It's possible to trade profitably on the Forex, the nearly $2 trillion worldwide currency exchange market. But the odds are against you, even more so if you don't prepare and plan your trades. According to a 2014 Bloomberg report, several analyses of retail Forex trading, including one by the National Futures Association (NFA), the industry's regulatory body, concluded that more than two out of three Forex traders lose money. This suggests that self-education and caution are recommended. Here are some approaches that may improve your odds of taking a profit. Prepare Before You Begin Trading Because the Forex market is highly leveraged -- as much as 50 to 1 -- it can have the same appeal as buying a lottery ticket: some small chance of making a killing. This, however, isn't trading; it's gambling, with the odds long against you. A better way of entering the Forex market is to carefully prepare. Beginning with a practice account is helpful and risk-free. While you're trading in your practice account, read the most frequently recommended Forex trading books, among them Currency Forecasting: A Guide to Fundamental and Technical Models of Exchange Rate Determination, by Michael R. Rosenberg is short, not too sweet and highly admired introduction to the Forex market. Forex Strategies: Best Forex Strategies for High Profits and Reduced Risk, by Matthew Maybury is an excellent introduction to Forex trading. The Little Book of Currency Trading: How to Make Big Profits in the World of Forex, by Kathy Lien is another concise introduction that has stood the test of time. All three are available on Amazon. Rosenberg's book, unfortunately, is pricey, but it's widely available in public libraries. "Trading in the Zone: Master the Market with Confidence, Discipline and a Winning Attitude," by Mark Douglas is another good book that's available on Amazon, and, again, somewhat pricey, although the Kindle edition is not. Use the information gained from your reading to plan your trades before plunging in. The more you change your plan, the more you end up in trouble and the less likely that elusive forex profit will end up in your pocket. Diversify and Limit Your Risks Two strategies that belong in every trader's arsenal are: Diversification: Traders who execute many small traders, particularly in different markets where the correlation between markets is low, have a better chance of making a profit. Putting all your money in one big trade is always a bad idea. Familiarize yourself with ways guaranteeing a profit on an already profitable order, such as a trailing stop, and of limiting losses using stop and limit orders. These strategies and more are covered in the recommended books. Novice traders often make the mistake of concentrating on how to win; it's even more important to understand how to limit your losses. Be Patient Forex traders, particularly beginners, are prone to getting nervous if a trade does not go their way immediately, or if the trade goes into a little profit they get itchy to pull the plug and walk away with a small profit that could have been a significant profit with little downside risk using appropriate risk reduction strategies. In "On Any Given Sunday," Al Pacino reminds us that "football is a game of inches." That's a winning attitude in the Forex market as well. Remember that you are going to win some trades and lose others. Take satisfaction in the accumulation of a few more wins than losses. Over time, that could make you rich!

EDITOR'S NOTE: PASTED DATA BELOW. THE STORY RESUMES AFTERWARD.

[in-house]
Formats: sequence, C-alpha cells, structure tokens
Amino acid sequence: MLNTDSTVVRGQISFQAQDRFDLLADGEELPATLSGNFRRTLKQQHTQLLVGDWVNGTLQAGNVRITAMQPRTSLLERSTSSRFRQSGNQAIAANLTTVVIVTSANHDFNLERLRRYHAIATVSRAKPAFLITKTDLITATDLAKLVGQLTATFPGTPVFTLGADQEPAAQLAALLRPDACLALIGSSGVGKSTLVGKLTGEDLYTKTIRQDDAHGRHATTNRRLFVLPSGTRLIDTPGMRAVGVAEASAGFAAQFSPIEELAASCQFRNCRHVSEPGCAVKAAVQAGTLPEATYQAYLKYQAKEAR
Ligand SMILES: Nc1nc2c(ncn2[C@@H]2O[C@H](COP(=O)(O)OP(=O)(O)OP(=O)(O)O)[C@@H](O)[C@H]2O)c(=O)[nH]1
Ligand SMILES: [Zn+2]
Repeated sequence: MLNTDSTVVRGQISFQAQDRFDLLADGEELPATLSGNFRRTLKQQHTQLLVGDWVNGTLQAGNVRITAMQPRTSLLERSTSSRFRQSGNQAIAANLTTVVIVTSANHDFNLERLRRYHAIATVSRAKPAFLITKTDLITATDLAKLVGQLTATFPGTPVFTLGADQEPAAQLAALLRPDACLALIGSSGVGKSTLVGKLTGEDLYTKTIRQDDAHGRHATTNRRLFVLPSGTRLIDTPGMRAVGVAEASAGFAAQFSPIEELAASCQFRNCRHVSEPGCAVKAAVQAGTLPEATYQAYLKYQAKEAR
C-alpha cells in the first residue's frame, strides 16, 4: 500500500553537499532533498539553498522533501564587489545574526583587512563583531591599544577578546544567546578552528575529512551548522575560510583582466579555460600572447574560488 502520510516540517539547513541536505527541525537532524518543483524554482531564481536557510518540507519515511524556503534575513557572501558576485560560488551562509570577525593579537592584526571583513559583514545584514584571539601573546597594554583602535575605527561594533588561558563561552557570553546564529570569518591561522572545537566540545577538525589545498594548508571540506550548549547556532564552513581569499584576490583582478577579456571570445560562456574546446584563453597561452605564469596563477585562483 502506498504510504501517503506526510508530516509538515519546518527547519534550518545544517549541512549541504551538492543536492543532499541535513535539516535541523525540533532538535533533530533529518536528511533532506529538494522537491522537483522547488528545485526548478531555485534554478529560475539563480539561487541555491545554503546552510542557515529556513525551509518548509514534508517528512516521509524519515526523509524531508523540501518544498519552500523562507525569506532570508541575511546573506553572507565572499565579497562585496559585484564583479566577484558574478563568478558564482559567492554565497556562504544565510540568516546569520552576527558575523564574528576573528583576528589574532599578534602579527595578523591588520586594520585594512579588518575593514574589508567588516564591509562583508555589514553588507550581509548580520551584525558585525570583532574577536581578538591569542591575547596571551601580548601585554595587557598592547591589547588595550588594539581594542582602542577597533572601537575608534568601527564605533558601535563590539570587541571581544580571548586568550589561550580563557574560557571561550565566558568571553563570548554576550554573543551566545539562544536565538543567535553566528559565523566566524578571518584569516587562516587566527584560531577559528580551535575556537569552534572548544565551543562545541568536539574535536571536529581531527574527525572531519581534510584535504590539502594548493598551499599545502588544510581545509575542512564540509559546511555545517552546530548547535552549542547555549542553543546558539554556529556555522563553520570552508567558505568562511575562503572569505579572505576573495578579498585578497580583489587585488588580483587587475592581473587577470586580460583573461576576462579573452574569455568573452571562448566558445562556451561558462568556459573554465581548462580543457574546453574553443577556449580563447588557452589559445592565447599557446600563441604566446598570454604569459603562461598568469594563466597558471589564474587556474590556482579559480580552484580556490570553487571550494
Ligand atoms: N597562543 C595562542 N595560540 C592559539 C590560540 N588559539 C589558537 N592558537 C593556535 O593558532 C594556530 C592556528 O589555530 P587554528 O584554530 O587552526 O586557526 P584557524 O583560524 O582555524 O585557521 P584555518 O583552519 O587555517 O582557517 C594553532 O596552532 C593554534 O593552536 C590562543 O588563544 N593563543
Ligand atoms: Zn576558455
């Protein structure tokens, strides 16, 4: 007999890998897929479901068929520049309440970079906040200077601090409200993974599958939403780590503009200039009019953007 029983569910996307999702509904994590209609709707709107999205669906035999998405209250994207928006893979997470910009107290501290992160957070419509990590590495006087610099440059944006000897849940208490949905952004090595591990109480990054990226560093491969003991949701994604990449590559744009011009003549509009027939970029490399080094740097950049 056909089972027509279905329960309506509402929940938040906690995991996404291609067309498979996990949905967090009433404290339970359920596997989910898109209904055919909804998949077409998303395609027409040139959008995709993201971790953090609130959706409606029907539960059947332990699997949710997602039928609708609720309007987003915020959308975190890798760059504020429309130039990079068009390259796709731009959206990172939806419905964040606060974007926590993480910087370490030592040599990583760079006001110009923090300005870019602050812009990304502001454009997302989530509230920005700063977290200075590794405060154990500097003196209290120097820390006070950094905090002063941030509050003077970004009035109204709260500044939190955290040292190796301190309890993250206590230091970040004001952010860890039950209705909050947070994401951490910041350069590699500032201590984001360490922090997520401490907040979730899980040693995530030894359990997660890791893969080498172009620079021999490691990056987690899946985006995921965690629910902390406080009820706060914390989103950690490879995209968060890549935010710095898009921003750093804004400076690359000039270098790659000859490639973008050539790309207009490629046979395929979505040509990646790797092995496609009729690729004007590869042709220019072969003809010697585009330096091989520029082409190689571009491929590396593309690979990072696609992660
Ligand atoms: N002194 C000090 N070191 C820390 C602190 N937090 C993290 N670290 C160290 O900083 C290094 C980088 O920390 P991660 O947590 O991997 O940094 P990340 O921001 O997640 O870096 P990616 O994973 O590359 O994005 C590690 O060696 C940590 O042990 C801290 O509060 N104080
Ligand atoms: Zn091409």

Cherry Turnovers with Homemade Cherry Pie Filling

Cherry Turnovers with Homemade Cherry Pie Filling
An easy recipe for cherry turnovers with a flaky, buttery puff pastry crust and a simple homemade cherry pie filling naturally sweetened with maple syrup.
Early this spring I watched Twin Peaks for the first time on Netflix and fell in love with the show's mix of quirkiness, cheesiness, and abstract ideas. Shortly thereafter, I found out the third season would be airing soon on Showtime. 
Ummm...what are the chances?! I just happen to watch the series 25 years later and shortly thereafter I find out about its continuation. How serendipitous.
An easy recipe for cherry turnovers with a flaky, buttery puff pastry crust and simple homemade cherry pie filling that's naturally sweetened with maple syrup.

For The Cherry Pie Filling:
  • 6 1/2 cups of fresh cherries* (approx. 3 lbs.)
  • 1/8 teaspoon of sea salt (like THIS)
  • 1/2 cup of real maple syrup** (like THIS)
  • Juice + zest from 1 lime OR lemon (about 1 tbsp juice + 1 tsp zest)
  • 1 teaspoon of vanilla extract (get my homemade vanilla extract recipe here)
  • 3 1/2 tablespoons of cornstarch
  • 3 1/2 tablespoons of cool purified water
For The Turnovers:
  • 1 package of frozen puff pastry, thawed overnight in the fridge (I used THIS all-butter brand - Note: You can use 3 packages of puff pastry if you want to use up all the filling)